As a kid, I devoured everything I could find of hers in our dinky library in the copper mining town of Nkana, Zambia. This was a room half the size of the “Men-Only” bar on the other end of the T-shaped Mine Club, social center of the mining community. As you can imagine my choice was limited, but with holiday trips down to South Africa to visit the relatives, I managed to get my hands on enough of her books to satisfy my addiction.

I loved Ms. Blyton’s The Famous Five and The Adventurous Four series: kids embarking on adventures and solving mysteries. But my favorite was the Magic Faraway Tree in the Enchanted Wood where the trees, “a darker green than usual,” whisper their secrets: “Wish-wisha-wisha.” This wonderful tree, laden with fruit of all kinds from acorns to lemons was inhabited by colorful characters like Moon-Face, Mister Watzisname, Silky, and the Saucepan Man, draped with all kinds of saucepans. Its topmost branches led to ever-changing magical lands above the swirling clouds. All this took place in the lovely English countryside, so regular and so civilized.

We had our own version of The Adventurous Four, only our adventures took place in the jungle which wasn’t so civilized, all kinds of snakes, notably, the deadly black mamba, and crocodiles, along with lions that lived in the bush at the bottom of town. The “foofie” slide we built across the croc-infested Kafue River featured in our adventures. This was a purloined mine cable strung between two trees across the river, a homemade metal cylinder the size of a toilet paper roll providing the ride down the cable. Wearing your cozzie (bathing suit), you climbed the tree on one side of the river, wrapped your hands around the roll, leapt into the void and zoomed fifty yards across the swiftly running water to land on the other side. Hopefully you made it. Fun. Belly button tingling, pants pissing fun. I don’t remember anyone not making it.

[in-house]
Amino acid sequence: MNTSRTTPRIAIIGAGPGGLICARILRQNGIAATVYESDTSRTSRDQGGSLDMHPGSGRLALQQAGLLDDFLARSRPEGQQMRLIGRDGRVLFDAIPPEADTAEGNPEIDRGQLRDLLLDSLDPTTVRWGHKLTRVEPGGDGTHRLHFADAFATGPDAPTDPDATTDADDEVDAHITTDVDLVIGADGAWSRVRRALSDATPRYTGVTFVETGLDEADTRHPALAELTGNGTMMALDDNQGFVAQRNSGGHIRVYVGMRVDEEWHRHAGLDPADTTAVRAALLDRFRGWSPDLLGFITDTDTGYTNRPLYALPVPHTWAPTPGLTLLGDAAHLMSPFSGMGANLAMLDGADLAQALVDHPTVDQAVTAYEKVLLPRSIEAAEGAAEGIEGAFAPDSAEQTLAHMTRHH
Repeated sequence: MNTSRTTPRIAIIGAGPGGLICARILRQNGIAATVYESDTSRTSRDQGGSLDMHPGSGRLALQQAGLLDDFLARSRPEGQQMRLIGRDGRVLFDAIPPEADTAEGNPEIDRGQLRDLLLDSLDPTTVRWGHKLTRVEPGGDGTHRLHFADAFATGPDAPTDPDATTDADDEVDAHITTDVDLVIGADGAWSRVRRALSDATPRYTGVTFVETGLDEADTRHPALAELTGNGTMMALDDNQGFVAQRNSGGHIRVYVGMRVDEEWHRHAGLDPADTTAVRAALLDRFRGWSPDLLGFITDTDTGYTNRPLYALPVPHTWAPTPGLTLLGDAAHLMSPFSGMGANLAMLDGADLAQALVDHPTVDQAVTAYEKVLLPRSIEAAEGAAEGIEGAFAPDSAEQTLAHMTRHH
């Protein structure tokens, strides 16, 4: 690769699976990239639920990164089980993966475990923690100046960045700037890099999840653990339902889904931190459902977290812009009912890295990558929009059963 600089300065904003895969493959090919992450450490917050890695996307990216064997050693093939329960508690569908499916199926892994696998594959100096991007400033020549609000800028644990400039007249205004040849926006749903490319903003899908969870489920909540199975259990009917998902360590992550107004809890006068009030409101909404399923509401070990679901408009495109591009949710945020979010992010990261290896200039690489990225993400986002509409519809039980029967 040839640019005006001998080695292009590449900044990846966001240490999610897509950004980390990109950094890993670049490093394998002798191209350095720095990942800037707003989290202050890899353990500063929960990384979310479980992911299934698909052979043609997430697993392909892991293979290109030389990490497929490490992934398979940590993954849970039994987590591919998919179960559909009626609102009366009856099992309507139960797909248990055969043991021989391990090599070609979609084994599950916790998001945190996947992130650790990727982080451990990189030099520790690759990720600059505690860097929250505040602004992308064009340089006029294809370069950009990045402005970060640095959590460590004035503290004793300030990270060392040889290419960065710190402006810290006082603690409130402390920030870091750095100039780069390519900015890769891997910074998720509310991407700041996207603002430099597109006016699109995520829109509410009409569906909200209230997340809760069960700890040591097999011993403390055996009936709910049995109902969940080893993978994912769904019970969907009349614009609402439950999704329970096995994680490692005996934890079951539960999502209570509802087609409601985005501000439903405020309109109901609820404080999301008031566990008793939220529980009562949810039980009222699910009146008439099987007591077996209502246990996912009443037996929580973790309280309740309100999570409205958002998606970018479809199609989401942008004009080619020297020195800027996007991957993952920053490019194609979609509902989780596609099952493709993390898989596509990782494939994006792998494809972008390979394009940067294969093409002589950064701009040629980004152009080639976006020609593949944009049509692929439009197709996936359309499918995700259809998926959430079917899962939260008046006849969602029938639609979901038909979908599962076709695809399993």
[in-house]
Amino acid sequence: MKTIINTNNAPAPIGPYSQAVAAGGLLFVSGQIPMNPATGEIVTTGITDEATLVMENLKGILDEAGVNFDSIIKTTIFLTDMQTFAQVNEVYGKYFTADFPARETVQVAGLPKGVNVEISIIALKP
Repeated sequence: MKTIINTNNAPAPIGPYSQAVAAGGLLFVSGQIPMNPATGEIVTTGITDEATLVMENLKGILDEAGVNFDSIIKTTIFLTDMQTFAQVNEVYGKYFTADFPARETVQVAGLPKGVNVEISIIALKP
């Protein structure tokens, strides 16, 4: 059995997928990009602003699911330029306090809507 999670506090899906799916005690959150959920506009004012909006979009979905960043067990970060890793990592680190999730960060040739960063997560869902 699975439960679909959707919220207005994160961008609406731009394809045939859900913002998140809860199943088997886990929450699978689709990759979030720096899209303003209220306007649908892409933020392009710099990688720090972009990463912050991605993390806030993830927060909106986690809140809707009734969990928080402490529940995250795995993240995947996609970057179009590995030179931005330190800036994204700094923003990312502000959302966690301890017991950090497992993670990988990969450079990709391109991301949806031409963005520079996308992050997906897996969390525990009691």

But the thing is I also wanted Enid Blyton’s world, filled with high teas, hedgerows, badgers, Peter Rabbit, Winnie the Pooh and fairies, where magic was part of its history. A Magic Faraway Tree could only exist in the lush verdant English countryside; a black mamba would make short work of all those fairy folk in their buttercup dresses and foxglove caps. I’m grateful to Ms. Blyton for instilling in me the love of ceremony and magic. It showed up in my first book, Monkey’s Wedding, featuring English fairies along with the African equivalent, tokoloshi. I can’t wait to buy Mr. Tumpy and His Caravan, so I can read some of the passages over the phone to my two grown sons (one in South Africa, the other up north in Davis, California) and see if they connect to the characters from the days I read the old Enid Blyton books to them.